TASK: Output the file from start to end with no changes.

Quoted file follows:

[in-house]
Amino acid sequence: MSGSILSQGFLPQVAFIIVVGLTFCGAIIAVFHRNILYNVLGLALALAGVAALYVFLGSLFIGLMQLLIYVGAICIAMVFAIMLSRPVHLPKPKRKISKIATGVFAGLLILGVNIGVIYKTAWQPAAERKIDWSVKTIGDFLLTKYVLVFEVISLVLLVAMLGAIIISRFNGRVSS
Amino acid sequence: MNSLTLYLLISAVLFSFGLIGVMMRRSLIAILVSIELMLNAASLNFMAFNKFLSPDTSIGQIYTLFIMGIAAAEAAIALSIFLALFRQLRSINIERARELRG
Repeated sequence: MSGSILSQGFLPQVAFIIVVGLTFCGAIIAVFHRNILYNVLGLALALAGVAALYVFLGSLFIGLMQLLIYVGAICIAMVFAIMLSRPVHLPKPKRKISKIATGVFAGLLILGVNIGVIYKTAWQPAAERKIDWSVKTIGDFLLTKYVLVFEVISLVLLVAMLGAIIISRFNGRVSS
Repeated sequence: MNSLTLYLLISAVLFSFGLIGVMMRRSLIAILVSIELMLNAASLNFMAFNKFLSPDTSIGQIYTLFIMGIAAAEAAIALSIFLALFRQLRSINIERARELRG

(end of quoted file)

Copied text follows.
[in-house]
Amino acid sequence: MSGSILSQGFLPQVAFIIVVGLTFCGAIIAVFHRNILYNVLGLALALAGVAALYVFLGSLFIGLMQLLIYVGAICIAMVFAIMLSRPVHLPKPKRKISKIATGVFAGLLILGVNIGVIYKTAWQPAAERKIDWSVKTIGDFLLTKYVLVFEVISLVLLVAMLGAIIISRFNGRVSS
Amino acid sequence: MNSLTLYLLISAVLFSFGLIGVMMRRSLIAILVSIELMLNAASLNFMAFNKFLSPDTSIGQIYTLFIMGIAAAEAAIALSIFLALFRQLRSINIERARELRG
Repeated sequence: MSGSILSQGFLPQVAFIIVVGLTFCGAIIAVFHRNILYNVLGLALALAGVAALYVFLGSLFIGLMQLLIYVGAICIAMVFAIMLSRPVHLPKPKRKISKIATGVFAGLLILGVNIGVIYKTAWQPAAERKIDWSVKTIGDFLLTKYVLVFEVISLVLLVAMLGAIIISRFNGRVSS
Repeated sequence: MNSLTLYLLISAVLFSFGLIGVMMRRSLIAILVSIELMLNAASLNFMAFNKFLSPDTSIGQIYTLFIMGIAAAEAAIALSIFLALFRQLRSINIERARELRG